The library preserves nearly 14,000 published works focusing on all aspects of Ticonderoga's history from French explorer Samuel de Champlain's arrival on the Ticonderoga peninsula in 1609 through the efforts to preserve and reconstruct the Fort from 1909 to the present. The library's collections include:
Early Military Manuals
Numbering nearly 200 titles spanning the 16th through the early 19th century, the library preserves one of the most significant collections of early military manuals in North America. They were the standard reference works used for the training of troops in the disciplines of marching and maneuvering troops, efficiently handling weapons and in the effective use of artillery and fortifications. The collection includes French, English, German, Dutch, Italian, and American authors such as Bélidor, Bland, Coehorn, Cuthbertson, Kane, Muller, St. Remy, Saxe, Smith, Stevenson, Steuben, Vauban and many others.
Historical and Biographical Works
The largest segment of Fort Ticonderoga's library is its collection of histories and biographical works written about the conflicts that have shaped Ticonderoga's history since 1609. The library preserves numerous histories of the French & Indian War and American Revolution published as early as the 1760s as well as the most recent works published today. The collection of biographical works related to the people associated with Ticonderoga's past is equally extensive including several works written and published by veterans of those wars.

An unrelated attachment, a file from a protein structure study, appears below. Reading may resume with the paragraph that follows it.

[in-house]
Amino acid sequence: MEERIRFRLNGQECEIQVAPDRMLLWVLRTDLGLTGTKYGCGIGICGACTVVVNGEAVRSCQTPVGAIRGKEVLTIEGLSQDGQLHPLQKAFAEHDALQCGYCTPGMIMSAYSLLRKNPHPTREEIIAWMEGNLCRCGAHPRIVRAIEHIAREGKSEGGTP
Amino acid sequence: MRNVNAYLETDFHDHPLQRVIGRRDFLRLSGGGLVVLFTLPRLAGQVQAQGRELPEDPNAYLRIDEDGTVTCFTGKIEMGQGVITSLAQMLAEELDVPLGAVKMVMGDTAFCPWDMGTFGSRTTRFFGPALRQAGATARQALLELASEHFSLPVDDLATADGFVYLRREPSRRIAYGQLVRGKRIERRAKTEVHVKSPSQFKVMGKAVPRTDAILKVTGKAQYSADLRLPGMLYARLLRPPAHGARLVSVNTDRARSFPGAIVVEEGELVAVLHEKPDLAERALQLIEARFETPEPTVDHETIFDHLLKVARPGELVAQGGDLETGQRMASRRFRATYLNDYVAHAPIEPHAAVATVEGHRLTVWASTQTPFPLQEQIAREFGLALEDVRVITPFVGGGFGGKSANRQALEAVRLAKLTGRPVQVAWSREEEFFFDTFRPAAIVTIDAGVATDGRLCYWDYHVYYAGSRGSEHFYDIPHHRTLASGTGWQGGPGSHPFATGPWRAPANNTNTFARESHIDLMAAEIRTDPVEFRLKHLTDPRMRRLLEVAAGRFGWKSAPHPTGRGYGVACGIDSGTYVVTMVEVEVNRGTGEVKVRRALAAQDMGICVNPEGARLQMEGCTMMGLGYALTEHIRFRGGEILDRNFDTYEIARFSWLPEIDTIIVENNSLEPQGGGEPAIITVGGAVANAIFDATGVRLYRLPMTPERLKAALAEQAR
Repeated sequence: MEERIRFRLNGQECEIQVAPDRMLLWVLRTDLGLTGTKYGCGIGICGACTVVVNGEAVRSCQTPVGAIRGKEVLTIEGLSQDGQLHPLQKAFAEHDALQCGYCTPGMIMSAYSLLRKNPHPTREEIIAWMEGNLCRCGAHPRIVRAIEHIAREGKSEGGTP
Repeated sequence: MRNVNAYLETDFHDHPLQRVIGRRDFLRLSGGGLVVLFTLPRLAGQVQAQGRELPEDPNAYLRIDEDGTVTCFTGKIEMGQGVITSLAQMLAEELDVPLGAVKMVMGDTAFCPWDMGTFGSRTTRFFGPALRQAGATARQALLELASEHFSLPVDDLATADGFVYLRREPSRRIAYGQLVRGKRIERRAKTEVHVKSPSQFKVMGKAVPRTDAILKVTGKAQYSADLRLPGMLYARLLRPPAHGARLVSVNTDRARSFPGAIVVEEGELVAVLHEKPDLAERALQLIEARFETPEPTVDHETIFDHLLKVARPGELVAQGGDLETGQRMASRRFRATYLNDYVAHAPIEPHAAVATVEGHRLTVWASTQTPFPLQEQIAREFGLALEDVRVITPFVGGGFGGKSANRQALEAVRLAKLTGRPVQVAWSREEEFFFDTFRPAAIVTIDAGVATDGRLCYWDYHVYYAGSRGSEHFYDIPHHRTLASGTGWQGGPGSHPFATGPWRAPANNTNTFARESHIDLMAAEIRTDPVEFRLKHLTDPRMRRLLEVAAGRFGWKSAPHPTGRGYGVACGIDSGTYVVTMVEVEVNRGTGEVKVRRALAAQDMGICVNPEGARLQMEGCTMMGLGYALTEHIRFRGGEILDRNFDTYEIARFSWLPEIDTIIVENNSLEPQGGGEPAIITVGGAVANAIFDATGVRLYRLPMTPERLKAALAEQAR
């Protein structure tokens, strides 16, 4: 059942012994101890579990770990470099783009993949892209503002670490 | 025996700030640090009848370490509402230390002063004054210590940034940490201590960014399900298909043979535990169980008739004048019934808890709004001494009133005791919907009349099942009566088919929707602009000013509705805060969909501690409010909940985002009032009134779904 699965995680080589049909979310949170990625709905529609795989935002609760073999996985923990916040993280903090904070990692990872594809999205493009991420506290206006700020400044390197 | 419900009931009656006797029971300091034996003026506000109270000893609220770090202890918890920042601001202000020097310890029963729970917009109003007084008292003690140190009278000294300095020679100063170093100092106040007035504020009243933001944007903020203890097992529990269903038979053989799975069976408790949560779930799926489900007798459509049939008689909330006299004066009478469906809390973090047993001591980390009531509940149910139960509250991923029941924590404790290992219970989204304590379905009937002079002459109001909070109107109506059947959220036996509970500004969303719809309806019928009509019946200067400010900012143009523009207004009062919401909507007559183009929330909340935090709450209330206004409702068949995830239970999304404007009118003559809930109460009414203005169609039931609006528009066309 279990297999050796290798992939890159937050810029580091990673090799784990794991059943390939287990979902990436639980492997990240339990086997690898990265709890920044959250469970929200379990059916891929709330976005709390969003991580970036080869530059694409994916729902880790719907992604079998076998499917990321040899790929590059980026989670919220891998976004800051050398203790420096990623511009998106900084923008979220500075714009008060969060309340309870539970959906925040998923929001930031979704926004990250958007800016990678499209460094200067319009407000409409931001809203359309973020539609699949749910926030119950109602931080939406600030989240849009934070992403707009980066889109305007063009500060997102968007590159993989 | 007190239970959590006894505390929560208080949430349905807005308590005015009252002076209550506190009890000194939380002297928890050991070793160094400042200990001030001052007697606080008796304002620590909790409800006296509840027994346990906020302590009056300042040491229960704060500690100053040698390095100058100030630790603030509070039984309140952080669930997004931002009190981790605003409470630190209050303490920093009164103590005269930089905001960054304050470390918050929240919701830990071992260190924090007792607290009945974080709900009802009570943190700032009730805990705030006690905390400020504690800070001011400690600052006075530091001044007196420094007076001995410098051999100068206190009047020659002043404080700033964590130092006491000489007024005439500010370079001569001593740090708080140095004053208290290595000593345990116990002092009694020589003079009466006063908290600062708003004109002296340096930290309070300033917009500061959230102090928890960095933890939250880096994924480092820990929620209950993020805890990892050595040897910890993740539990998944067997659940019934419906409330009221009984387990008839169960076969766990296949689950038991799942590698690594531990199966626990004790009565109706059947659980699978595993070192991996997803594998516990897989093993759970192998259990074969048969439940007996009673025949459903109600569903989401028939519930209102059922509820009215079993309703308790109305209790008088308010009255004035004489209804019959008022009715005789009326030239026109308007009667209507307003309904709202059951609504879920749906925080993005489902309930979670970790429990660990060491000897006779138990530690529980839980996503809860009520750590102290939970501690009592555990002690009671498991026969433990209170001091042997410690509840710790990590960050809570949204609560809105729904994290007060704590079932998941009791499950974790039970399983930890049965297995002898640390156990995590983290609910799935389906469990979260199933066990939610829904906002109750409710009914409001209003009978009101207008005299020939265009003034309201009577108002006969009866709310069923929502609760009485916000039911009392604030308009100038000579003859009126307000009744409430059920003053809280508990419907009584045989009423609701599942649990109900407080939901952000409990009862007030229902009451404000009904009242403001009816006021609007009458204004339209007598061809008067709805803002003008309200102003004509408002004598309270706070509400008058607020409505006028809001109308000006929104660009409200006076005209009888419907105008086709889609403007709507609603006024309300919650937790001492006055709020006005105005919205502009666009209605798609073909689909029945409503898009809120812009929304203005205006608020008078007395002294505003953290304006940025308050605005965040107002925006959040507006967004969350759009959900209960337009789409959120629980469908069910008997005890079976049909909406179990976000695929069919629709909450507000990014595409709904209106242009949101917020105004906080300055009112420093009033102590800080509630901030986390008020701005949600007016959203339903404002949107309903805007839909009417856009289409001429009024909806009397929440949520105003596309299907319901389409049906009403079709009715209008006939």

19th-Century Heritage Tourism
The 19th century is an important era in Ticonderoga's history. With the advent of steamboat traffic on Lake Champlain and Lake George in the 1820s, the region saw a dramatic rise in tourism. As a result, dozens of travel guides were published providing travel schedules, information about local accommodations, and sites that could be seen along each travel route. Fort Ticonderoga is featured prominently in these guides and the information found within these early travel works provides rare documentation on the development of Fort Ticonderoga as an important tourist destination and what visitors could see when they visited the site.
Early Newspapers and Magazines
18th-century English and American newspapers and literary magazines are additional important resources preserved in the library. Monthly literary magazines including The London Magazine and Annual Register cover the years of the French & Indian War and American Revolution in their entirety offering unique perspectives on everything from the latest scientific breakthroughs happening in England and Europe, to popular literature and music, and news of recent events happening around the globe. Significant runs of newspapers from both wars including the London Chronicle, Boston Gazette, Providence Gazette and Pennsylvania Evening Post provide the “breaking news” coverage of all the major events in these conflicts.